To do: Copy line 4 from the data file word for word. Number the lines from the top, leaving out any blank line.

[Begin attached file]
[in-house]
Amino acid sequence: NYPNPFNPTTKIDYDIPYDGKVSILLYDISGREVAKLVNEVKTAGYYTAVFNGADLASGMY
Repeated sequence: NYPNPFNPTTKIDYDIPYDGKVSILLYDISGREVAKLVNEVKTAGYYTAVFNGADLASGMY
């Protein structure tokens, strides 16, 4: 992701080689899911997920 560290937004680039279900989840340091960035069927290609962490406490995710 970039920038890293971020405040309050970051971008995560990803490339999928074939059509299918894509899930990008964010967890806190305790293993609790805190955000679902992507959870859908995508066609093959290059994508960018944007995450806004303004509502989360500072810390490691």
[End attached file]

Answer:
């Protein structure tokens, strides 16, 4: 992701080689899911997920 560290937004680039279900989840340091960035069927290609962490406490995710 970039920038890293971020405040309050970051971008995560990803490339999928074939059509299918894509899930990008964010967890806190305790293993609790805190955000679902992507959870859908995508066609093959290059994508960018944007995450806004303004509502989360500072810390490691």